Don Mellor’s second edition of Blue Lines: An Adirondack Ice Climber’s Guide, published this month,describes almost 600 ice-climbing routes — a testament to the popularity of an erstwhile fringe sport.
The growth in ice climbing is mirrored by the growth in the heft of previous guidebooks.
In 1976, Tom Rosecrans published a slim guidebook called Adirondack Rock and Ice Climbs. Though rock and ice received equal billing in the title, only nine of the 124 pages were devoted to ice climbing. Only a few ice routes were named and described.
In the 1980s, Mellor came out with a bulkier guidebook, Climbing in the Adirondacks, with a substantial section on ice climbing. The 1995 edition described more than 140 routes.
Mellor published the initial edition of Blue Lines in 2006, the region’s first guidebook devoted exclusively to ice climbing. It described about 350 routes.
The Adirondack Park Agency held public hearings on Boreas Ponds at eight different locations around the state in November and December. Hundreds of people spoke, offering a potpourri of opinions. But one constant was a sea of green T-shirts bearing the slogan “I Want Wilderness.”
BeWildNY, a coalition of eight environmental groups, created the T-shirts to push the idea that Boreas Ponds should be classified as motor-free Wilderness. » Continue Reading.
Maurice Isserman’s Continental Divide: A History of American Mountaineering is a scholarly work that covers the exploits of mountaineers in the United States and Canada from colonial days to 1963, the year that an American team reached the top of Everest.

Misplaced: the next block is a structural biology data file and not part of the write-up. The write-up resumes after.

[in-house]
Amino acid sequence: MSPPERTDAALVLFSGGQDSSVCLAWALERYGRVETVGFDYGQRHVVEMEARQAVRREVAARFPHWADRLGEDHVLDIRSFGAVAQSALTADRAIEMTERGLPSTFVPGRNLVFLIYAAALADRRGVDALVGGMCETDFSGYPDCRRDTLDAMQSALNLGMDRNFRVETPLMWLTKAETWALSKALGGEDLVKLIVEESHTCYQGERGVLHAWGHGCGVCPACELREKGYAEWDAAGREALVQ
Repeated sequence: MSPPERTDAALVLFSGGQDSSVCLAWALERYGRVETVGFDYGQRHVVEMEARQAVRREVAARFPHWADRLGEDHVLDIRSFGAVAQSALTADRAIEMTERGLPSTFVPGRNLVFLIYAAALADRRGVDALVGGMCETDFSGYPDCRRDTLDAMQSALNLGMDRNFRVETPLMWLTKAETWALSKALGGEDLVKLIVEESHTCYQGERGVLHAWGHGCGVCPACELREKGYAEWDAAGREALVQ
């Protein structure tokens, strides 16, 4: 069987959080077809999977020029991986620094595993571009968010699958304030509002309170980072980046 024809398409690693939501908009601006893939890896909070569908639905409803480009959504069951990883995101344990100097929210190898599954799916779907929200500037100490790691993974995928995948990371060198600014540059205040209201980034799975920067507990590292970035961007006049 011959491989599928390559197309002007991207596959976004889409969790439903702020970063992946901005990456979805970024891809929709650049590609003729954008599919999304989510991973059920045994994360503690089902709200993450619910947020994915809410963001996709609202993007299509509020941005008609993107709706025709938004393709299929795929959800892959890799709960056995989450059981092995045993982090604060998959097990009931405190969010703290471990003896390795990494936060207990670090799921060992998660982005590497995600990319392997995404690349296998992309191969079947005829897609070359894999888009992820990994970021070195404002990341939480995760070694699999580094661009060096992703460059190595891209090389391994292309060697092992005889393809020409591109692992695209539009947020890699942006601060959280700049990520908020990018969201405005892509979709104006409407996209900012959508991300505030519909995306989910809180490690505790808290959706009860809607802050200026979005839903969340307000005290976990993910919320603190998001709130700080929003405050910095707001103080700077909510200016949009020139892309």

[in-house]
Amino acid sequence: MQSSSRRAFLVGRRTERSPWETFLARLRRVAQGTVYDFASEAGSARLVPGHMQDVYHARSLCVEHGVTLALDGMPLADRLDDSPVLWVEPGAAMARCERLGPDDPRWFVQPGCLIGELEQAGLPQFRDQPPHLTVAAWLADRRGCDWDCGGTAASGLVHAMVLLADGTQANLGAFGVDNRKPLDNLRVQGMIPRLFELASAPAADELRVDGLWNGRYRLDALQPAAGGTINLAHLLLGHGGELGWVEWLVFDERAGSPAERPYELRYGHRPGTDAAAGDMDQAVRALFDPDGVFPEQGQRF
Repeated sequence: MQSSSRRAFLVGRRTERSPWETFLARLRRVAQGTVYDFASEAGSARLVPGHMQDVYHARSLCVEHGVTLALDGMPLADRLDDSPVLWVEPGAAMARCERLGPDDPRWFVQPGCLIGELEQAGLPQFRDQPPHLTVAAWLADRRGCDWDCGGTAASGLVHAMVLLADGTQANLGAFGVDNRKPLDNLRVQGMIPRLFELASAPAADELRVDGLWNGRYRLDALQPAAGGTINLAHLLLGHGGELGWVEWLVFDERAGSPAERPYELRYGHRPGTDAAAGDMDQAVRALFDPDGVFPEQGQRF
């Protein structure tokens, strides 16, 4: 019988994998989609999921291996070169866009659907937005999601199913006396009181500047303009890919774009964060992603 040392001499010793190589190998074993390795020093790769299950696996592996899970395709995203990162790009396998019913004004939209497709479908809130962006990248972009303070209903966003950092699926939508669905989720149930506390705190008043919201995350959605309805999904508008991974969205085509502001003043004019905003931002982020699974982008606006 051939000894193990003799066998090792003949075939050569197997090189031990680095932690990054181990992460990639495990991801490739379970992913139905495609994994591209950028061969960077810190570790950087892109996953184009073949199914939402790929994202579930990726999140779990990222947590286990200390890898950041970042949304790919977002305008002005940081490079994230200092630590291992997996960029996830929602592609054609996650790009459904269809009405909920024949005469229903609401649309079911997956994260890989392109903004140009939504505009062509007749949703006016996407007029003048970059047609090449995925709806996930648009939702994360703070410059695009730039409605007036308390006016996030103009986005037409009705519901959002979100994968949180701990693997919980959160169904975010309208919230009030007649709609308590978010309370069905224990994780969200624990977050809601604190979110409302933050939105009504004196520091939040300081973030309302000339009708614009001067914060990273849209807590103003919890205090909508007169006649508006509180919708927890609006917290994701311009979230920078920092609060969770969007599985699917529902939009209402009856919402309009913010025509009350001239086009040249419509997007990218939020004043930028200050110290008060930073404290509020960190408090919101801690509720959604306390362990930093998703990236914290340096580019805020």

Everest is a world away from the northeastern United States, the starting point of Isserman’s book. In 1642, Darby Field, a resident of what is now New Hampshire, climbed White Hill, known by local Indians as Agiocochook and by moderns as Mount Washington, the highest mountain in New England.
Others in the Massachusetts Bay Colony thought Field daft for climbing a mountain. It just wasn’t something people did. Isserman writes: “Following his death in 1649, it was remarked that his was a life of ‘merriness marred by insanity.’”
Some time ago I came across a book titled Fifty Favorite Climbs: The Ultimate North American Tick List. The author, Mark Kroese, asked fifty celebrated climbers to reveal their favorite climbs on the continent.
Most leaned toward big or exotic routes. Conrad Anker, for example, picked an alpine rock climb on Baffin Island near the Arctic Circle. Alex Lowe chose the Grand Traverse, his eight-hour dash over seven summits in Wyoming’s Tetons.
But I was especially interested in the choice of Jeff Lowe, one of the greatest mountaineers of his generation. Lowe (no relation to Alex) has climbed all over the world and put up hundreds of first ascents. His favorite climb in North America? A four-pitch ice route on Poke-O-Moonshine Mountain that overlooks the Northway. It’s called Gorillas in the Mist.